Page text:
Articles - Key workers in perspective

We all like to think that what we do matters to someone and both employers and employees might therefore tend to the view that they and their staff are key workers who must soldier on in all circumstances. This is of course reasonable in normal conditions however we should accept that within the context of coronavirus a different view must be taken.

 By Fiona Tait, Technical Director, Intelligent Pensions

 The FCA have published their own guidelines, which states that:

 “A key financial worker … fulfils a role which is necessary for the firm to continue to provide essential daily financial services to consumers, or to ensure the continued functioning of markets.”

 At Intelligent Pensions we have taken this to mean that a physical presence is required in the office to ensure time-critical activities are carried out, everything else should either be supported remotely or if necessary deferred until after the return to business as usual conditions. In this context sorting the mail suddenly becomes more “key” than managing the firm, as the latter is possible using email and phones.

 We have encouraged our clients to use email as far as possible but there are a few critical items which still depend on ‘snail mail’.

 This includes the transfer of original documents as well as dealing with requests from those clients, and firms, who still rely on paper. Requests for encashments, additional withdrawals or investment transactions are even more time-critical than usual given the volatility of the investment markets and if any of these requests are sent via the mail, we need to be able to pick them up.

 We have found however that these instances have become relatively rare. It is disappointing that certain schemes and providers still insist on original documents and/or wet signatures but many others have been proactive in offering alternative ways of working.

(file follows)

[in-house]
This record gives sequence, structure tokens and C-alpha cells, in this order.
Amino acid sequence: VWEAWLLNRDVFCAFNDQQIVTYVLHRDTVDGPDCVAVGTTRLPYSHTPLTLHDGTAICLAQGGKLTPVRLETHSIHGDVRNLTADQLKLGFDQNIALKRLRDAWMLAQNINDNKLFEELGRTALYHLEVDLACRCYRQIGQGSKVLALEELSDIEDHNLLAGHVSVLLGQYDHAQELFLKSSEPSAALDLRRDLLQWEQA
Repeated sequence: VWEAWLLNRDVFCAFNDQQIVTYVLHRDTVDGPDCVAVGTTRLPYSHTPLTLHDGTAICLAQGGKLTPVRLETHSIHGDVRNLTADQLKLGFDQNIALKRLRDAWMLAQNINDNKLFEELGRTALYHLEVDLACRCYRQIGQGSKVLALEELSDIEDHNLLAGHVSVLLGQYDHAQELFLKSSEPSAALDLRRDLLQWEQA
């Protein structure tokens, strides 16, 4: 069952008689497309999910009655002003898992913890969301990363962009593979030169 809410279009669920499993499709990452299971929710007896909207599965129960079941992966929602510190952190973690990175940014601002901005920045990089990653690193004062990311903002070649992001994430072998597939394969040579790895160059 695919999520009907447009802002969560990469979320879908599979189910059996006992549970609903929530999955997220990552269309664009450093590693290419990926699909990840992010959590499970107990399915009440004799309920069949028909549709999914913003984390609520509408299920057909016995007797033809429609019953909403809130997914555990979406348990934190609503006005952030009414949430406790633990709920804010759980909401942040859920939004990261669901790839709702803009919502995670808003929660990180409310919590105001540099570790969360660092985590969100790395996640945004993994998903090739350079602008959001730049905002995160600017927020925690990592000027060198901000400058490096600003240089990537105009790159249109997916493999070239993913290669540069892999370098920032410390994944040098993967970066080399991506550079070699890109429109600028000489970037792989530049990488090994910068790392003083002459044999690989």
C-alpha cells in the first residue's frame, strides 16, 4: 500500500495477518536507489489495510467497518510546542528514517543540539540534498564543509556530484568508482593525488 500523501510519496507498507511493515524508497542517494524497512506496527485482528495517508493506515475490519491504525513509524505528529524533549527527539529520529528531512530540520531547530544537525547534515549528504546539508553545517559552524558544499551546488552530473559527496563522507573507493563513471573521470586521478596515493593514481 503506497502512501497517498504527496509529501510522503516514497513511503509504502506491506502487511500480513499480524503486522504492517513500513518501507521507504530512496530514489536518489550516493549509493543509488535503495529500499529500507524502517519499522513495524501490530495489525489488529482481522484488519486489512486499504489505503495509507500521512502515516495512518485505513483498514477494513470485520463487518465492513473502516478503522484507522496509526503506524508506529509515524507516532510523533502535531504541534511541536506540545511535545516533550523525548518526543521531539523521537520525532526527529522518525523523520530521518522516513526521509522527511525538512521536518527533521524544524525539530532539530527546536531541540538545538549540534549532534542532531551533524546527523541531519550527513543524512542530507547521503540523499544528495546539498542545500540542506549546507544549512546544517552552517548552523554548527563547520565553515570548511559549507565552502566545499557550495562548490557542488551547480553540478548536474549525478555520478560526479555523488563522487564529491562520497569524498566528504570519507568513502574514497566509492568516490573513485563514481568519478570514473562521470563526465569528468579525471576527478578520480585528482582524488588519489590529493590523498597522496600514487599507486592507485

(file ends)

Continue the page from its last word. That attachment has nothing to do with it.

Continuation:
As a result, we are able to manage with a single ‘key worker’ who happens to be the MD but only because he lives within easy walking distance of the office.

 Everyone else in the firm is a key worker to us, but not in the sense of their physical presence. Technology support, even within relatively small advice firms, has reached a stage where the majority of our services can be delivered on-line, or carried out by conference or video calls.

 At firm level the true value we deliver by exploring client needs and objectives, assessing their attitude to risk and capacity for loss, carrying out product and investment research and creating a personalised retirement plan has not changed and is arguably more important than ever. As well as telling clients what we think they should be doing, even more crucially at the current time we are telling them what we think they should not be doing. The message that pensions are long term investments has never been more important than now when our clients are understandably shaken by the paper losses they have seen in their funds.

 All of this is unfortunate but necessary. The majority of our clients still prefer face-to-face interactions where possible, however we have them to be reassuringly understanding with regard to both the move to electronic communication and any delays to our processes that will result from the lack of presence in our, and our platform providers’, offices.

 All of which leaves me wondering why so many employers still seem to believe it’s their employees’ duty to come into work, as demonstrated by the continued crowds on commuter routes. Yes, markets still need to function but is it really necessary to put everyone in the same enclosed space to achieve this? Employees should not be put in the position where they are required to risk losing their sick pay or even their jobs by following current government guidelines.

 I would urge all firms to follow FCA guidelines and consider:
 • Which services are both essential and time-critical?
 • Which individuals are essential to the provision of these services?
 • Which of these services could be delivered remotely and is the right technology in place to facilitate this?

 At an individual level, we cannot afford to be precious; you are an important worker but are you really ‘key’?

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